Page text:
A bad report from the doctor. An unexpected shift downward in job prospects. A jarring call in the middle of the night. An unwelcomed story on the front page of the New York Times. Each is a crisis.
Crises are inevitable. How we respond says a great deal about our courage and fortitude. It was Stanford economist Paul Romer who coined the famous soundbite, “A crisis is a terrible thing to waste.” Others have used similar language, including former Intel CEO and Chairman Andrew Grove. When speaking of his company’s Pentium Processor flaw in 1994, Grove said, “Bad companies are destroyed by crisis, Good companies survive them, Great companies are improved by them.”
In a recent Politics and Prose presentation, Reed Hundt—author of A Crisis Wasted* and former chairman of the Federal Communications Commission—discussed the global financial meltdown and Great Recession of 2008-2009. While his new book studies the courage and fortitude of those addressing this financial crisis, Hundt goes further to describe key elements in responding effectively to moments of upheaval.
First, correct diagnosis of the problem at the strategic inflection point is critical. This is easy to understand, but difficult to implement. Often this analysis is made with the wrong people in the room. I’ve seen nonprofit boards make decisions around crises without having people who understand their organization’s “industry” in the room. Brilliance and the ability to frame issues in general is mistaken for wisdom in the subject at hand. Dostoyevsky once said, “Intelligence alone is not nearly enough when it comes to acting wisely.”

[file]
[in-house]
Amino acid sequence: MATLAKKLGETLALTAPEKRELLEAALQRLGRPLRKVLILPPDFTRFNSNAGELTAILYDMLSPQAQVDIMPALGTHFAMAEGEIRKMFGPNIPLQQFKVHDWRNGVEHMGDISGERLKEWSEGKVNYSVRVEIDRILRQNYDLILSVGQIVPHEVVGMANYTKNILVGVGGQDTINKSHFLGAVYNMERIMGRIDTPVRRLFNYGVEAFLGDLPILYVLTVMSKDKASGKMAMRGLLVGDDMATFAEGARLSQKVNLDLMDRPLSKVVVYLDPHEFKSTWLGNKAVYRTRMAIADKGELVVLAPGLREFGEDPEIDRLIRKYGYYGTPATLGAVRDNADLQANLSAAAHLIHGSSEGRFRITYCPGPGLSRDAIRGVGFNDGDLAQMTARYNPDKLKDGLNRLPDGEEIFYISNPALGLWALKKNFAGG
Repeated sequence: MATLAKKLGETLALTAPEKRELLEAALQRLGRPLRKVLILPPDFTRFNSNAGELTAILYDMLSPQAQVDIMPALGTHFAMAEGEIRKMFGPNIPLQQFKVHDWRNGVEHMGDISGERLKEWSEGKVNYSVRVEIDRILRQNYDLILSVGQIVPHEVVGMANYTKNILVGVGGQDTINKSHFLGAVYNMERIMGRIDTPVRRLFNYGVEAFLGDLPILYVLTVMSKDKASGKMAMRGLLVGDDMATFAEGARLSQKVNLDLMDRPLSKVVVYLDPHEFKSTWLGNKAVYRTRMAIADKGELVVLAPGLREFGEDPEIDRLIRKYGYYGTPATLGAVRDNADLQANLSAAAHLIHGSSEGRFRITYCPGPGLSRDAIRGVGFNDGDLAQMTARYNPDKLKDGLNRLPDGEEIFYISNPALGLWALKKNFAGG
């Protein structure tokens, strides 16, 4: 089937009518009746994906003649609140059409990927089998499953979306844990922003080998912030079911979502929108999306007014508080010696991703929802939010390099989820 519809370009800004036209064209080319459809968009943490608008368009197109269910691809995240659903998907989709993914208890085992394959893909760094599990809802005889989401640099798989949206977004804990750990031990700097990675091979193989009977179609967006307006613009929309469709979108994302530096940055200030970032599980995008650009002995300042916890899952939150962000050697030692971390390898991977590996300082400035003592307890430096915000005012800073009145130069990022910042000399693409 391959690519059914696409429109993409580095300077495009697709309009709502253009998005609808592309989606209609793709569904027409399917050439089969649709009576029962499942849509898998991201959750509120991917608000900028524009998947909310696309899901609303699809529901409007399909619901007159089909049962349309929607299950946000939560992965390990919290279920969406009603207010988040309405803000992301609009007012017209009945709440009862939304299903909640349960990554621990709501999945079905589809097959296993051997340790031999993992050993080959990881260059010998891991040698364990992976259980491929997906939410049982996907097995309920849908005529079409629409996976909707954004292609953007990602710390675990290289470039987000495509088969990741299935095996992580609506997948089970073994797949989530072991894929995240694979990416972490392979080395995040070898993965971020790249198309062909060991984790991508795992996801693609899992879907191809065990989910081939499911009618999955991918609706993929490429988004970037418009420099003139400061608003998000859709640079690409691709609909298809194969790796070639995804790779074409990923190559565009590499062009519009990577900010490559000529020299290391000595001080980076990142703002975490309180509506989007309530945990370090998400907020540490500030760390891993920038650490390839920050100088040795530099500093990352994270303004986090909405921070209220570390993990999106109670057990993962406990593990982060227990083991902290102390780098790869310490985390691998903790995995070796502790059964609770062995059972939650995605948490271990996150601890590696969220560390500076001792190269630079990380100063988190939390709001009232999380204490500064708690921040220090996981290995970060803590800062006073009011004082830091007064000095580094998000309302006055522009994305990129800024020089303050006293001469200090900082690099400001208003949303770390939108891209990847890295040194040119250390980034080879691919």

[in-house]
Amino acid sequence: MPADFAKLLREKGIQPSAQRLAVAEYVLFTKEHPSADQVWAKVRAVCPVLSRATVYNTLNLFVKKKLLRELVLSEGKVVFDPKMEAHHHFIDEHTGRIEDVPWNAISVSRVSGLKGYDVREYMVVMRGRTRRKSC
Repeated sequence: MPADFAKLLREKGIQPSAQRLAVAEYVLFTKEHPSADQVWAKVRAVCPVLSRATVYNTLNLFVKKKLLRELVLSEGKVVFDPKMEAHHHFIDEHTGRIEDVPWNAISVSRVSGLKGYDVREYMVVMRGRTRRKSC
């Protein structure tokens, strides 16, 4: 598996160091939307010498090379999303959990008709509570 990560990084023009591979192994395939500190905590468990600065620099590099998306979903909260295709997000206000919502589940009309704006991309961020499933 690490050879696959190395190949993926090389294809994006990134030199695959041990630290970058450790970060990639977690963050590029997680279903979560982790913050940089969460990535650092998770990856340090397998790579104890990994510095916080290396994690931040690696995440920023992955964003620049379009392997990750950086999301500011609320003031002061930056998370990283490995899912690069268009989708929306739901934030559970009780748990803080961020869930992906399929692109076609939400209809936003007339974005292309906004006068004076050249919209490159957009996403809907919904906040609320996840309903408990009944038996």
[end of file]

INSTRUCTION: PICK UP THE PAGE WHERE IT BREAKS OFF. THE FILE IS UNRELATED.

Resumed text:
Diagnosis takes time and should involve consideration of real choices. In the case of the global financial crisis, Hundt argues that the Obama team made decisions before understanding the scope of the problem. That premature leap forward ultimately hamstrung the administration in getting to appropriately sized solutions.
Once committed to a choice, one has to communicate endlessly. “If you can’t sell it, you can’t do it” says Hundt, who adds, “How well we communicate is determined not by how well we say things but how well we are understood.”
Finally, it is important to note when the winds have shifted as a result of the crisis. Hundt argues that Obama’s strong desire to be a post-partisan president ran into the political shifts that occurred as a result of the economic downturn. Not recognizing those shifts until it is too late can have disastrous consequences.
Timely diagnosis. Consideration of real choices. Endless communication. Recognition of the changing landscape. In times of upheaval, consider how these four elements can help prevent looking back later on your crisis as a wasted opportunity.
Have a good week.
More to come…
*See my book review on A Crisis Wasted here.